ill wed the one who first brings me back what I bid him. Let Prince Ishizukuri go to
India and bring back the bowl that the Buddha used. Let Prince Kuramochi go across the Eastern ocean and bring from the mountain Horai a branch of the tree whose roots are silver, whose trunk is gold, and whose fruits are of jade.  Let the Dainagon bring me a robe made of the flame proof rat's pelt which comes from Morokoshi. Let the Chinnagon bring me the rainbow coloured jewel which is hidden in the sea dragon's head."
      When this message was delivered the four men eagerly promised to do these little errands, and went away. All four shut themselves up at home and spread rumours that they had started off on their travels.
   When three years were up Ishizukuri bought an old stone bowl and took it to the Lady
   "Ah, lady," he cried, "What years of hardship, peril, and sorrow it has cost me!
But now I feel as though all my labours had been a dream!"
   "The Lady Kaguya replied:  "A holy light shines from the Buddha's bowl. Look there is no light here!"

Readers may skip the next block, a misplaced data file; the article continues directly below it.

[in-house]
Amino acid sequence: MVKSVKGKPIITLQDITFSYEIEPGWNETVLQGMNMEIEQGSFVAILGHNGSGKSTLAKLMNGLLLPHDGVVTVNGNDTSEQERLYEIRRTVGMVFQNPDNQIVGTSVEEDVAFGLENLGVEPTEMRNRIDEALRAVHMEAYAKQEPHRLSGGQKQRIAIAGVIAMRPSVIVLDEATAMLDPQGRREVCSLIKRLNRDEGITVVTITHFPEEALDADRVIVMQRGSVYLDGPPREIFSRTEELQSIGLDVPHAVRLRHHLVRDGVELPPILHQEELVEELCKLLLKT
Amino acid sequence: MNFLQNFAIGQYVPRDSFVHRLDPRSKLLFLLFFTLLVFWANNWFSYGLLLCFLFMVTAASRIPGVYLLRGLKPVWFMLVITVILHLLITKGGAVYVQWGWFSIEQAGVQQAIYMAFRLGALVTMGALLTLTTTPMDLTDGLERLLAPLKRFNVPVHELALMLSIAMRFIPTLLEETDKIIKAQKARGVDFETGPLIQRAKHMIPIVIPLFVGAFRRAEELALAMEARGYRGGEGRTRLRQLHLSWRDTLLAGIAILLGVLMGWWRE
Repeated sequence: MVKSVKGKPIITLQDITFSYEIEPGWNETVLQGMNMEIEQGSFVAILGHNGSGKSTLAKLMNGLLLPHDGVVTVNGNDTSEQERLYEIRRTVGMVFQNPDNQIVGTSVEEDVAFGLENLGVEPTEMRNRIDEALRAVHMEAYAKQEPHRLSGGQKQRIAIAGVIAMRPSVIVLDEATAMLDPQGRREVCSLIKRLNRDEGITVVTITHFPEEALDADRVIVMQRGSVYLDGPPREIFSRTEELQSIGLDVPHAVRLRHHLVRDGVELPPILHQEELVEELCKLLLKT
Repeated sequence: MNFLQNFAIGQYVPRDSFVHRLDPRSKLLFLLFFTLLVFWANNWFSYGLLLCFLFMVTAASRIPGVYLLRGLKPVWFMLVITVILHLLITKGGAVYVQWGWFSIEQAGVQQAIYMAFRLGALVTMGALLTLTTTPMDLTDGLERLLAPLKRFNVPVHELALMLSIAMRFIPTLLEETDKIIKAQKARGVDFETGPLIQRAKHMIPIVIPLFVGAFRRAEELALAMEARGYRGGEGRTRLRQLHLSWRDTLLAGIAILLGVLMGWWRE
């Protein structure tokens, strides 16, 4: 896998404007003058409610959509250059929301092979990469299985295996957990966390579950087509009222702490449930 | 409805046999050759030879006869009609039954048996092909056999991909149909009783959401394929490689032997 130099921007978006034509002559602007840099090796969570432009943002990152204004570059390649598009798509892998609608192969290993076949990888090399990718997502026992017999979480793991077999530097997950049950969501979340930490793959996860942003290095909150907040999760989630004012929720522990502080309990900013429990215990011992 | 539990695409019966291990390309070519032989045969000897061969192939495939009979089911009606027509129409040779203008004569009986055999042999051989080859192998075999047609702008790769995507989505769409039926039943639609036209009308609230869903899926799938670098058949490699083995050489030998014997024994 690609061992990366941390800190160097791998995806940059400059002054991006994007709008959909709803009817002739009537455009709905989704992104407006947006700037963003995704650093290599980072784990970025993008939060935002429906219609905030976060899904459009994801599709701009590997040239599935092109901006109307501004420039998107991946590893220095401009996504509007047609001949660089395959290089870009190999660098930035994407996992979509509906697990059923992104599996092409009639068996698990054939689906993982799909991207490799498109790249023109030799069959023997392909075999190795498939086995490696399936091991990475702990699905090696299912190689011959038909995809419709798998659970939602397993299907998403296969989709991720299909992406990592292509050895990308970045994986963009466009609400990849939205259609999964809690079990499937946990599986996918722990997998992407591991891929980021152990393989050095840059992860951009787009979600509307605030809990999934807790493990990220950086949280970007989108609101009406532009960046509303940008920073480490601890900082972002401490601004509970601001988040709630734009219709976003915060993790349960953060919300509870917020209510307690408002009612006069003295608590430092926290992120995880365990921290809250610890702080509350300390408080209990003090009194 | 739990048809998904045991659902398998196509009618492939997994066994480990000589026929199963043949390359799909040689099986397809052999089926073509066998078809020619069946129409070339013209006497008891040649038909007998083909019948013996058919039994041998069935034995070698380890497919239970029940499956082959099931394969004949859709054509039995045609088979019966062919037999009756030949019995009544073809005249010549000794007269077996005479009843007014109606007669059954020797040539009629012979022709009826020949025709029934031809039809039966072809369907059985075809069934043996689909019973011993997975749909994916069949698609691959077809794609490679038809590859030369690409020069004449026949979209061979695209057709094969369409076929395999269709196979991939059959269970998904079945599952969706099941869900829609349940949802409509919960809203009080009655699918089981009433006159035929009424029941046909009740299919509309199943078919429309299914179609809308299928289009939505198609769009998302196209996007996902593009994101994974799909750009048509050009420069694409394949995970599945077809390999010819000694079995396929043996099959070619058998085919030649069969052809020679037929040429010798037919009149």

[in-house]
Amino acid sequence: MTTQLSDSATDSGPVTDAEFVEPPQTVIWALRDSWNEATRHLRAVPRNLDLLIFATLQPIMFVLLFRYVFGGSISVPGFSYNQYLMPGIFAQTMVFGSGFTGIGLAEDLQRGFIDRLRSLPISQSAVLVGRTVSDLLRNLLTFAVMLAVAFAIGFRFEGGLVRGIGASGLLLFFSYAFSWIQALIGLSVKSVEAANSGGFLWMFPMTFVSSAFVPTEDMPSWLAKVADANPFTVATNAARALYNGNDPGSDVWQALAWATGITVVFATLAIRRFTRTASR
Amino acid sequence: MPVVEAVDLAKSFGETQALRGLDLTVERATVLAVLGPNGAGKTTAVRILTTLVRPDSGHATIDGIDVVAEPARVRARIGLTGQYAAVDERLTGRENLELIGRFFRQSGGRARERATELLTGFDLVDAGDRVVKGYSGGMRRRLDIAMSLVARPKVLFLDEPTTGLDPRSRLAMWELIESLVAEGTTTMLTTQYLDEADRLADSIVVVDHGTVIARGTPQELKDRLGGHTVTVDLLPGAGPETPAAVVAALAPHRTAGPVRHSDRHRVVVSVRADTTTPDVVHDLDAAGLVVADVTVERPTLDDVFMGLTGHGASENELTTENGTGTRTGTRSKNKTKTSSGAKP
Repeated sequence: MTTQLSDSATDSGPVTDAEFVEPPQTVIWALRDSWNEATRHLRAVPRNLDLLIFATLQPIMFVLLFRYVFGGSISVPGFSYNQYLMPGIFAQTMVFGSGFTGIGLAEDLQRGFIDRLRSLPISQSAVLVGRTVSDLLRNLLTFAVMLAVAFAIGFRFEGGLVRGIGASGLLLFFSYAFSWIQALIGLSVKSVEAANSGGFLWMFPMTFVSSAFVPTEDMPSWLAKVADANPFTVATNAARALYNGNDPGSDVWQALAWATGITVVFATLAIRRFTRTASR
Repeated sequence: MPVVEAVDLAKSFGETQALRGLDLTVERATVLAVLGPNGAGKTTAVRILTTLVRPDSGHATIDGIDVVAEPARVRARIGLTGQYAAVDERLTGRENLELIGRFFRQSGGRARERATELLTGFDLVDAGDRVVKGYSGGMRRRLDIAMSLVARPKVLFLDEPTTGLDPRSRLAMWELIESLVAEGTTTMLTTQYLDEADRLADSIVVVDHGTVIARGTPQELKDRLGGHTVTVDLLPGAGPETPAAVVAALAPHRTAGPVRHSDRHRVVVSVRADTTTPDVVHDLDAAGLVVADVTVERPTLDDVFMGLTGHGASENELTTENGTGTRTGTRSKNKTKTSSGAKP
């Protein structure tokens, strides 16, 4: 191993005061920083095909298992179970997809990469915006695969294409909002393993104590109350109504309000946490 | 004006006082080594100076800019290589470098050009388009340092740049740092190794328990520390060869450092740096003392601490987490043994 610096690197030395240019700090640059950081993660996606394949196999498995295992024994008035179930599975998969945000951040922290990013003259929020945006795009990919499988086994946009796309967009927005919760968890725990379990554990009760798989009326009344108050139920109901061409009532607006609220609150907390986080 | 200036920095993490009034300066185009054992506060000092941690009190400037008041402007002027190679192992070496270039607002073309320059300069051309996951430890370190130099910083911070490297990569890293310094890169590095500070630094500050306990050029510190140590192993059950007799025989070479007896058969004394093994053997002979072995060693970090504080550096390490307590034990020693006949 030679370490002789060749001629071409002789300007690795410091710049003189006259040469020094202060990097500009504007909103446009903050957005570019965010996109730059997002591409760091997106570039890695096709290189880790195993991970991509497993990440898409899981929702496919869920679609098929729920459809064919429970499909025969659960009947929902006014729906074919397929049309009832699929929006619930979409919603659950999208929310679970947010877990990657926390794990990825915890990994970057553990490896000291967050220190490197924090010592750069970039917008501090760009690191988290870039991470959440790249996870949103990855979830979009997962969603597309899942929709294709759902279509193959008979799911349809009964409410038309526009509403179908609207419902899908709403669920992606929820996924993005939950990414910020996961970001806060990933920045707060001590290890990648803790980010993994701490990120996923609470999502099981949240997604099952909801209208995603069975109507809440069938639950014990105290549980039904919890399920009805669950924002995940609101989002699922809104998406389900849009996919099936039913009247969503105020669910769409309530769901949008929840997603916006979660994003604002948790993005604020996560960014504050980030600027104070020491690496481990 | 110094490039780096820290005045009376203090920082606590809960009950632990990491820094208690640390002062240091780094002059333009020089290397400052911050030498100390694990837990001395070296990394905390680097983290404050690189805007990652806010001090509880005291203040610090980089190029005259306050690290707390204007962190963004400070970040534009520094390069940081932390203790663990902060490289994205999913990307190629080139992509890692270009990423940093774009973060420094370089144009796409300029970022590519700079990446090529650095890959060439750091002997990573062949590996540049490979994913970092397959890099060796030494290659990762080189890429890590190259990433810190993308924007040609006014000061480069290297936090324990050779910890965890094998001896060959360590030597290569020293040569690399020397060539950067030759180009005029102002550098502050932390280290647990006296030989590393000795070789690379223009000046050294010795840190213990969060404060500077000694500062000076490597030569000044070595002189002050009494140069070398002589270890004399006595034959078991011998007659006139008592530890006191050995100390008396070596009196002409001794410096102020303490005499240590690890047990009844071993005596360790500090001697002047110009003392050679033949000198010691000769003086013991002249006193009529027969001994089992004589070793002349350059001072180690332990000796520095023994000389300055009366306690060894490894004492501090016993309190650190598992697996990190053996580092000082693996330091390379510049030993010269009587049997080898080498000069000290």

"What could shine beside your beauty? Who sees a star when the Sun is up?" said the prince: but the Lady Kaguya was unmoved.
   Then in came Kuramochi with a golden branch hung with fruit of jade.
The Lady Kaguya turned pale at the sight of it and listened sadly to the prince's description of his travels. He said he had found the tree in the forest of jewel-laden bushes by a stream whose waters were blue and gold. But he was interrupted by the entrance of five jewellers who demanded payment for their work. Kaguya laughed, and gave the workmen twice what they asked in her joy of escaping.
   Next the Dainagon came in with a wonderful fur robe, it was green tipped with gold, and
he had bought it from a merchant who swore it was made from the pelt of the flame proof rat. But no sooner did Kaguya throw it on the fire than it burned like any ordinary fur.
     The Chinnagon never returned. He sent his servants out in a ship to look for the jewel in the sea-dragons head. Time passed without news and at length he decided to set sail himself. but a furious storm arose. He became very sick and very frightened.
  "Oh noble, honourable, beautiful Sea Dragon." he cried, "do not lash the waters into
tempest! I swear I will never touch your jewel!"
 His ship was driven ashore. The Chinnagon tottered and fell on the sand, wailing that he was wrecked on a desert island.
At length his servants made him understand that he was quite near home and he crept back there, cured of his love.
    Now when the Mikado heard of Kaguya's extraordinary loveliness, and he sent a message to Miyakko bidding him send his daughter to court. But Kaguya wept and refused to go. She was afraid. She cried; she besought her father not to send her there. So the old man went to the Mikado himself, and besought him to forgive his child's disobedience.